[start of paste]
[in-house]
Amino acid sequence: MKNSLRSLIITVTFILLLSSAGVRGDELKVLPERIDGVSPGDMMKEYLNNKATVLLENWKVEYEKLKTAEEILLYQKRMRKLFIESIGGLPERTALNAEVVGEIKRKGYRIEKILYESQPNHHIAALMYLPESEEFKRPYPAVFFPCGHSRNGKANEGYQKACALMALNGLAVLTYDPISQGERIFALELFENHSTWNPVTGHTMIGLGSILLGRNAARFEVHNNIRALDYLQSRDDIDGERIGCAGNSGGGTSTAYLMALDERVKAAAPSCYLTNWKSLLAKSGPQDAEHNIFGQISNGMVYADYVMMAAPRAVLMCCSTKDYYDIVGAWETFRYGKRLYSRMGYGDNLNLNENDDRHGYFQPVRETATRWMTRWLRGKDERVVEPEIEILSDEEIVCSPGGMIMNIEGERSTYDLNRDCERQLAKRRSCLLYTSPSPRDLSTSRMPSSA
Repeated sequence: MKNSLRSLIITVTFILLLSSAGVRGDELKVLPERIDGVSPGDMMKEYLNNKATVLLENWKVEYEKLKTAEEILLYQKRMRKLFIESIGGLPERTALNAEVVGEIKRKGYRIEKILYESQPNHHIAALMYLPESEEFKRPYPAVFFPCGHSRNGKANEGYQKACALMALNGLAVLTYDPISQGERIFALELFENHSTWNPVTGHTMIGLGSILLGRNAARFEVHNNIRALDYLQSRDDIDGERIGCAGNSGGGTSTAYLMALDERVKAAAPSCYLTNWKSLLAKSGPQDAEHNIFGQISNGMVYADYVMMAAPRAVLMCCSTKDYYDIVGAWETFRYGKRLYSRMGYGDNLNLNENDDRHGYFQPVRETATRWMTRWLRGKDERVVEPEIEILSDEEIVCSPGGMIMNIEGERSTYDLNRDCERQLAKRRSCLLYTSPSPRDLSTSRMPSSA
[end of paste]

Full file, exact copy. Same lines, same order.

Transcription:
[in-house]
Amino acid sequence: MKNSLRSLIITVTFILLLSSAGVRGDELKVLPERIDGVSPGDMMKEYLNNKATVLLENWKVEYEKLKTAEEILLYQKRMRKLFIESIGGLPERTALNAEVVGEIKRKGYRIEKILYESQPNHHIAALMYLPESEEFKRPYPAVFFPCGHSRNGKANEGYQKACALMALNGLAVLTYDPISQGERIFALELFENHSTWNPVTGHTMIGLGSILLGRNAARFEVHNNIRALDYLQSRDDIDGERIGCAGNSGGGTSTAYLMALDERVKAAAPSCYLTNWKSLLAKSGPQDAEHNIFGQISNGMVYADYVMMAAPRAVLMCCSTKDYYDIVGAWETFRYGKRLYSRMGYGDNLNLNENDDRHGYFQPVRETATRWMTRWLRGKDERVVEPEIEILSDEEIVCSPGGMIMNIEGERSTYDLNRDCERQLAKRRSCLLYTSPSPRDLSTSRMPSSA
Repeated sequence: MKNSLRSLIITVTFILLLSSAGVRGDELKVLPERIDGVSPGDMMKEYLNNKATVLLENWKVEYEKLKTAEEILLYQKRMRKLFIESIGGLPERTALNAEVVGEIKRKGYRIEKILYESQPNHHIAALMYLPESEEFKRPYPAVFFPCGHSRNGKANEGYQKACALMALNGLAVLTYDPISQGERIFALELFENHSTWNPVTGHTMIGLGSILLGRNAARFEVHNNIRALDYLQSRDDIDGERIGCAGNSGGGTSTAYLMALDERVKAAAPSCYLTNWKSLLAKSGPQDAEHNIFGQISNGMVYADYVMMAAPRAVLMCCSTKDYYDIVGAWETFRYGKRLYSRMGYGDNLNLNENDDRHGYFQPVRETATRWMTRWLRGKDERVVEPEIEILSDEEIVCSPGGMIMNIEGERSTYDLNRDCERQLAKRRSCLLYTSPSPRDLSTSRMPSSA